Common issues and behaviours
Feeling down is normal
Depression in children: it is a fact that everyone feels down now and then and that is normal. The thing about low moods within the normal fluctuations in life is that such moods can provide opportunities for growth and development of the selves into mature and responsible adults with some degree of personal skills and resilience. The lack of personal skills and coping skills in children and adolescents combined with a lack of life experience are partly the causes of the high degrees of stress and anxiety in young people. Throw in hormones in the teenage years and you have the reasons why doctors are reluctant to describe medication to young people. No amount of drugs of any kind will ever be a quick fix for these issues. They just have to live through it and grow up.
About seeking help
Seeking help for depression and anxiety for yourself or for someone you care about, you don’t have to decide whether you are within a “normal” range of depression, if you are clinically depressed or whether you maybe have schizophrenia or are bi-polar. It can be useful to view seeking help as the start of a journey to learn new skills, including the skill to seek help, don’t try to preempt the conclusion by placing a diagnosis on yourself. Cognitive-behaviour therapy, coping skills and the opportunity to talk things over will benefit anyone and even when medication is indicated and prescribed, counseling will usually run concurrently.
Mental health websites have endless information about depression and truly, it is hard to tell the difference between these self-help outlines of symptoms and the symptoms of eating a bad curry or having a hang-over. One of the main assumptions about depression is to confuse it with sadness. While depression can include feelings of sadness for some people, sadness is not depression. Even doctors get this wrong and will refuse intervention because the patient is not sad enough.
Depression in children and young people
Do not compare to adult expectations and behaviours
Depression in children and young people can be very different from depression in adults, which is why you want to seek out health professionals who specialise in children and young people.
The following are some behaviours that are commonly noticed by people around a young person struggling.
Compare with the Normal for the person in question
Parents and carers often first notice that schoolwork starts to slip, it becomes hard to get to school, doing sport is not interesting anymore, they don’t want to see friends.
Often very non-demanding activities take their place, such as playing games, watching videos. This is a way of putting the brain into a redundant mode, like placing it in neutral because anything else is becoming too hard to deal with.
Hot on the heels of redundant mode activities comes the non-tolerance of increasingly more things that intersect with their lives: think noise, what people say or do around them, things around them, it can be anything. Become aware when something they used to tolerate or that most people tolerate becomes unbearable for them, makes them angry. They can become unable to put things in perspective and will put the worst possible interpretation on anything others say or do: “they said that because they hate me”, “you are stupid”, “I hate you”, etc.
The thing about these scenarios and behaviours is that they are not uncommon but makes the person very difficult to live with. If you are lucky, you seek help and find that learning personal skills and coping strategies can remedy the situation. We are still at a stage of symptoms where everything can be due to immaturity. A doctor is unlikely to prescribe medication.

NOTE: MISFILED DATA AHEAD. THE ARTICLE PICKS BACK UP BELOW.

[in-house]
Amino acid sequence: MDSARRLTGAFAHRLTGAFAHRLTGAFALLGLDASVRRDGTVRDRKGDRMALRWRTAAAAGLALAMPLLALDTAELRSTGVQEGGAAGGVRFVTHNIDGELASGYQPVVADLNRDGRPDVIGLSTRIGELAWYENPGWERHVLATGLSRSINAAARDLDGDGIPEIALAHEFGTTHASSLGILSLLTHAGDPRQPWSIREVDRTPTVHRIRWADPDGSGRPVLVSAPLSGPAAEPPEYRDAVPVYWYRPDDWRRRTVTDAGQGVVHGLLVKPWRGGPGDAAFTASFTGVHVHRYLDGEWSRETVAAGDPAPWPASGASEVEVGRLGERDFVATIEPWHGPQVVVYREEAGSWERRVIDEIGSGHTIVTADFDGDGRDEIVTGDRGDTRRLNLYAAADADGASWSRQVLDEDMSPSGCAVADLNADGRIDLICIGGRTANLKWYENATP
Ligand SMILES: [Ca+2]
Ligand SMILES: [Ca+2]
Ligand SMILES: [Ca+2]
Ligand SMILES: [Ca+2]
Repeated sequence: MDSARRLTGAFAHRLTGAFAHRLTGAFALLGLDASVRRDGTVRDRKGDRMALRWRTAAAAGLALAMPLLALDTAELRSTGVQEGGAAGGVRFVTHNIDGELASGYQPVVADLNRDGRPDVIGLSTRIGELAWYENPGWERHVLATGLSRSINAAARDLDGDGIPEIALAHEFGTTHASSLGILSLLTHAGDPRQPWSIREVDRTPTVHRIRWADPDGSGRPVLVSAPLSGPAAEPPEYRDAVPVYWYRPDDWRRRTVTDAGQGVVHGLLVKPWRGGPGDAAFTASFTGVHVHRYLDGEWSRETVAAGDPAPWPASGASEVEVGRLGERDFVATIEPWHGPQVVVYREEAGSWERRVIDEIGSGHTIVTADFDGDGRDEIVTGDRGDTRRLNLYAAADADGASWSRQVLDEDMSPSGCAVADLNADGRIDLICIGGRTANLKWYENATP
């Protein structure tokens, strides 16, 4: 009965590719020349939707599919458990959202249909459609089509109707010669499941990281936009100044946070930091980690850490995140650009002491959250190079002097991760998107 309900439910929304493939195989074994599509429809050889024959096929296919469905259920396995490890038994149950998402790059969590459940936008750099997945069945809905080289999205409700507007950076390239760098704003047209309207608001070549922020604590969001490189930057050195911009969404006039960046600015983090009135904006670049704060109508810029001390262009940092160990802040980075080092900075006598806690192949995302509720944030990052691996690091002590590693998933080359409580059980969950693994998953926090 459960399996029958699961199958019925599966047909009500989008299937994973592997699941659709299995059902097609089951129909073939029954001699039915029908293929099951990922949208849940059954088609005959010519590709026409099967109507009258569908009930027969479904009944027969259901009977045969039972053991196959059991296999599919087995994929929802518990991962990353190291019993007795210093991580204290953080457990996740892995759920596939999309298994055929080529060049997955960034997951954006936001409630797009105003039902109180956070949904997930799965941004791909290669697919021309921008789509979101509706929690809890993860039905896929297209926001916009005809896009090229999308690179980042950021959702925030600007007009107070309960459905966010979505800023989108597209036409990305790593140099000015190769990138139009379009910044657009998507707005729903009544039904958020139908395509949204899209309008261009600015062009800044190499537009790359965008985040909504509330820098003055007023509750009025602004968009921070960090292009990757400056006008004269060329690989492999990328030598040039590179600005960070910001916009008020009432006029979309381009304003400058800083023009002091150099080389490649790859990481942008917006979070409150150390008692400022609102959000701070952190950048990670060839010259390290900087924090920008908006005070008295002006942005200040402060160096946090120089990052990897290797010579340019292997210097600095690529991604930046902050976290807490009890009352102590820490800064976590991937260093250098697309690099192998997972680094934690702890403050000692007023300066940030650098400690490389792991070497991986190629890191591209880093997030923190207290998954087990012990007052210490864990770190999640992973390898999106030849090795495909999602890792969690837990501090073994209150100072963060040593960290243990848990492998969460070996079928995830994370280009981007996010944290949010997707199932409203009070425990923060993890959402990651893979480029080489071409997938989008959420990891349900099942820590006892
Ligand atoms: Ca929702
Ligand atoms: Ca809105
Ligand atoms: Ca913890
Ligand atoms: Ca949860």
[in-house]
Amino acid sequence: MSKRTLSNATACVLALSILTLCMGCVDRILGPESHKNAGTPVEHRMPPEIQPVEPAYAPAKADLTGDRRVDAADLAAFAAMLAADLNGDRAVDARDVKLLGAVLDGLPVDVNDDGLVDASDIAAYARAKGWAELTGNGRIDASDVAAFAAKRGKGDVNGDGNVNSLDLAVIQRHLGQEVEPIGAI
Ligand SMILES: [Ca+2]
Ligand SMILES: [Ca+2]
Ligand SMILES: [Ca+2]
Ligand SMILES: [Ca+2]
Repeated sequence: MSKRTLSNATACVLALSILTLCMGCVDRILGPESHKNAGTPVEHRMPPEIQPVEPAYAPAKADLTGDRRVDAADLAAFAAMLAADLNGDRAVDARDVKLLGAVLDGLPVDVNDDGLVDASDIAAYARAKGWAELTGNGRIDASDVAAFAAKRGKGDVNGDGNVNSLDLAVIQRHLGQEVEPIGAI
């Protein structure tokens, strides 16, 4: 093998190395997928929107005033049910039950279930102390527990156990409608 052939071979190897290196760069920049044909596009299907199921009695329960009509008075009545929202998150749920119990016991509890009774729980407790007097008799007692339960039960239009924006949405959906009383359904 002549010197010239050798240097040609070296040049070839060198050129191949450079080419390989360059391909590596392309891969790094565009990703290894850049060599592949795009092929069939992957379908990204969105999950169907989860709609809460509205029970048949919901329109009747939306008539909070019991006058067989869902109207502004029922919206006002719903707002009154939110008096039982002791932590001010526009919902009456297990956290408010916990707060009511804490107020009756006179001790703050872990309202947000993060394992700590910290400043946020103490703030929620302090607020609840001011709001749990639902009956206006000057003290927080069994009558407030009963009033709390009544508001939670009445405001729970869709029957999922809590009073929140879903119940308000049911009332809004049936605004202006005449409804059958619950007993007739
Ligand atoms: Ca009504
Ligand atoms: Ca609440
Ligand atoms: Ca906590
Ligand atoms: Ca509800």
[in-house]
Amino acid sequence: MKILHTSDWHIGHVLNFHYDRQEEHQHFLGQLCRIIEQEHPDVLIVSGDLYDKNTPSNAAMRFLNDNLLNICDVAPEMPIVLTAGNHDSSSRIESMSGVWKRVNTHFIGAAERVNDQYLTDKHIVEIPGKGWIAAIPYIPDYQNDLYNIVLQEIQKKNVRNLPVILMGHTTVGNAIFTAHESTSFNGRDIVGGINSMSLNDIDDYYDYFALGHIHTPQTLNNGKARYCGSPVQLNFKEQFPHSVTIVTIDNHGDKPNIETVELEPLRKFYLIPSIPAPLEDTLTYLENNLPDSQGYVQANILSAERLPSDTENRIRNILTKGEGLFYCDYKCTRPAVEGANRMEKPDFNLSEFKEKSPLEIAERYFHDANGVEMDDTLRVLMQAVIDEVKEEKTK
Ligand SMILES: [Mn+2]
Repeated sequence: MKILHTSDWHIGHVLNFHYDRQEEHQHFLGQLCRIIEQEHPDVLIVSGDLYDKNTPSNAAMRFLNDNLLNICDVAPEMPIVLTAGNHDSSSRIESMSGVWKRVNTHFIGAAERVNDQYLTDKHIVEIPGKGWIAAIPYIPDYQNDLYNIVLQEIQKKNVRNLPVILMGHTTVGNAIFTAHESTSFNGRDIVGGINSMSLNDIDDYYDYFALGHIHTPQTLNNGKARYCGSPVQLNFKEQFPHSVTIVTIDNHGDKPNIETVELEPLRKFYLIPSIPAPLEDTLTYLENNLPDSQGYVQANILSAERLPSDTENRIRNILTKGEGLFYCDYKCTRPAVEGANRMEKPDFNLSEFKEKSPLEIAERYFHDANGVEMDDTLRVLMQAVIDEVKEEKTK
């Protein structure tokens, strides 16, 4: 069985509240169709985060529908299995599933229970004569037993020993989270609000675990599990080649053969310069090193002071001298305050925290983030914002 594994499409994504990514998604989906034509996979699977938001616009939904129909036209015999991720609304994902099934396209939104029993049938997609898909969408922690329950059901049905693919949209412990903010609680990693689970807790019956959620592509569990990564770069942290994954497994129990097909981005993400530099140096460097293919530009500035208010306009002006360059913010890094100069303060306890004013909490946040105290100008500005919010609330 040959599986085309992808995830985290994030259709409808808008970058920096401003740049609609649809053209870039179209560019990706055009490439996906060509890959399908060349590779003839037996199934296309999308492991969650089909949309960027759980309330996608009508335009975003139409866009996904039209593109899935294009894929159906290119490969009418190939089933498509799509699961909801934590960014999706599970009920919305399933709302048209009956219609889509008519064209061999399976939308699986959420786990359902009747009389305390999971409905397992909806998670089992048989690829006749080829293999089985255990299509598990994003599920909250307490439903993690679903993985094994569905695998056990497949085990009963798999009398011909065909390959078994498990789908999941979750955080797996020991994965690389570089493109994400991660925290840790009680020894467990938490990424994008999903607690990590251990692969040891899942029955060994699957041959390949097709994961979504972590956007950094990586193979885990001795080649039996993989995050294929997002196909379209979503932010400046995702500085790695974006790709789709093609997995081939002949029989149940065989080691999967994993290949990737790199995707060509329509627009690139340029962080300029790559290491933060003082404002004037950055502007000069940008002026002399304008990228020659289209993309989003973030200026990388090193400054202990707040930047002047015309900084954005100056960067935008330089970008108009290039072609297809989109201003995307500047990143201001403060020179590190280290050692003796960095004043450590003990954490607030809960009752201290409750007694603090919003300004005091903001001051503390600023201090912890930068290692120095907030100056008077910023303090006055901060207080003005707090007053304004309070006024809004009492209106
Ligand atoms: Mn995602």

Distinguish Immaturity from Mental Health
The intolerant behaviour can be figuratively described as escalating along a continuum and you have to make it clear to any health professionals you see where on that continuum you are – how does it affect everyday living for the young person and for the family. Can the young person go to school, do they do the activities they used to do like sports, can they get out of bed, do they open the curtains, do they talk to people in person or on the phone, do they still wash, do they eat a normal diet etc. the things you look for depends on what is normal for the person and the family.
Addressing depression in children at School
Can the young person still go to school? If not, is this because they are just continuing to display a non-interest in academics or continuing a history of low achievement or are they going off with friends or is the behaviour out of character. Has there been a change over only the course of weeks or months?
School level intervention is important. You have several options here. It is possible to talk to schools about things like dropping subjects, going to school part-time and getting work to complete at home, completing only some assignments, changing start and finish time at school. Depression is typically characterised by being very lethargic in the morning so the child may by negotiation, for example, start at the second or third period. In secondary school, it is possible to negotiate to do e.g. traineeships outside of school and have that count towards a school leaving certificate on finishing year 10.
There are many options worth pursuing if you find your child unable to cope. You may have to get the help of a health professional to negotiate the best options with the school. Even at such a high level of incapacity from depression, you may find that a doctor will not recommend medication. Remember to stay with your gut on what you think is best for your child, do not seek convenience but what you think is right. Medication would only be one part of a treatment regime anyway, however, other treatment measures could fail without it for some kids.
Depression in children and high support schooling options
When you seek solutions to the behaviour you experience from your child, the impact on the family and the prospects for you child must be paramount. Many teens end up on the street or in out-of-home care because the family is no longer able to look after them and their complex needs. They are acting out too much and might be self-medicating with alcohol and illicit drugs. If you are staring down the barrel of this possibility, I think you have been let down and it is time to keep looking for new avenues of support.
There are a few schools around Australia that are run either from a hospital or by charities and that do schooling on a boarding school basis. Here the child will get an education and will be kept safe and they will be provided counseling and counseling will usually be offered to the family as well. These schools are not well advertised. You can approach your local hospital community mental health unit for children and young people to inquire about any such options in your area, the police and the local state school may also be able to assist with information about such options. In the school directory on this website, you can filter a search with these terms: Addiction Support, At-risk-youth, Education Support, Positive Learning Centre, Youth Support, Youth+. Every school and State has picked their own terminology and run a variety of specialist programs so there is no easy way to streamline this search option.